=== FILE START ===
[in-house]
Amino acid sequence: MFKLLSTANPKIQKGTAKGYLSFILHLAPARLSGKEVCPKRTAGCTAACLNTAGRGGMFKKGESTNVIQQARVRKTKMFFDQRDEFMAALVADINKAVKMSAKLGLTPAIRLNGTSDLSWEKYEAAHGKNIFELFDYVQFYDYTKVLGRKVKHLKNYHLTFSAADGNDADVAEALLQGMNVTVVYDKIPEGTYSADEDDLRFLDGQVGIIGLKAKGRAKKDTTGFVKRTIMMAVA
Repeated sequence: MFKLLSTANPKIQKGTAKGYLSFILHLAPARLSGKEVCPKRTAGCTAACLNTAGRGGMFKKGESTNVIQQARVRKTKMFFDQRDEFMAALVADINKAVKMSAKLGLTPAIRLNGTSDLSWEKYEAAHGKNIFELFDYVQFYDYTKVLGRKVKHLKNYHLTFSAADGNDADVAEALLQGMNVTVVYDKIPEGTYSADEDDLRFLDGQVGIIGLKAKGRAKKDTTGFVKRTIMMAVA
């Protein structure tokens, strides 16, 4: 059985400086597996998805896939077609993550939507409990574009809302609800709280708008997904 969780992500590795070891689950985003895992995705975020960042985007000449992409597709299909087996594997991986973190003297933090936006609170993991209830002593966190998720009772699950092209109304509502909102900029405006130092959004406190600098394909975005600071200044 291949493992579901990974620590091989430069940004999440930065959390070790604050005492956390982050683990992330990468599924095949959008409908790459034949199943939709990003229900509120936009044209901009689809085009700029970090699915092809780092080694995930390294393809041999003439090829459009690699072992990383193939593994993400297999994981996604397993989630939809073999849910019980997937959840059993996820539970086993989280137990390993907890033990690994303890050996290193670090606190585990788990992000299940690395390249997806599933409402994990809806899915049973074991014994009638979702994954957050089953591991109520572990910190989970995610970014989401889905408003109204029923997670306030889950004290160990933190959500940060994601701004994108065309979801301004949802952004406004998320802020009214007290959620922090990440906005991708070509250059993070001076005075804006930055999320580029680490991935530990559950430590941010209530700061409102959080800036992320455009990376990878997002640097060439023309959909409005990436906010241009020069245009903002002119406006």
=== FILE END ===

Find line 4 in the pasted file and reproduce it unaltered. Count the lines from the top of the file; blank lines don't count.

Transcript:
């Protein structure tokens, strides 16, 4: 059985400086597996998805896939077609993550939507409990574009809302609800709280708008997904 969780992500590795070891689950985003895992995705975020960042985007000449992409597709299909087996594997991986973190003297933090936006609170993991209830002593966190998720009772699950092209109304509502909102900029405006130092959004406190600098394909975005600071200044 291949493992579901990974620590091989430069940004999440930065959390070790604050005492956390982050683990992330990468599924095949959008409908790459034949199943939709990003229900509120936009044209901009689809085009700029970090699915092809780092080694995930390294393809041999003439090829459009690699072992990383193939593994993400297999994981996604397993989630939809073999849910019980997937959840059993996820539970086993989280137990390993907890033990690994303890050996290193670090606190585990788990992000299940690395390249997806599933409402994990809806899915049973074991014994009638979702994954957050089953591991109520572990910190989970995610970014989401889905408003109204029923997670306030889950004290160990933190959500940060994601701004994108065309979801301004949802952004406004998320802020009214007290959620922090990440906005991708070509250059993070001076005075804006930055999320580029680490991935530990559950430590941010209530700061409102959080800036992320455009990376990878997002640097060439023309959909409005990436906010241009020069245009903002002119406006």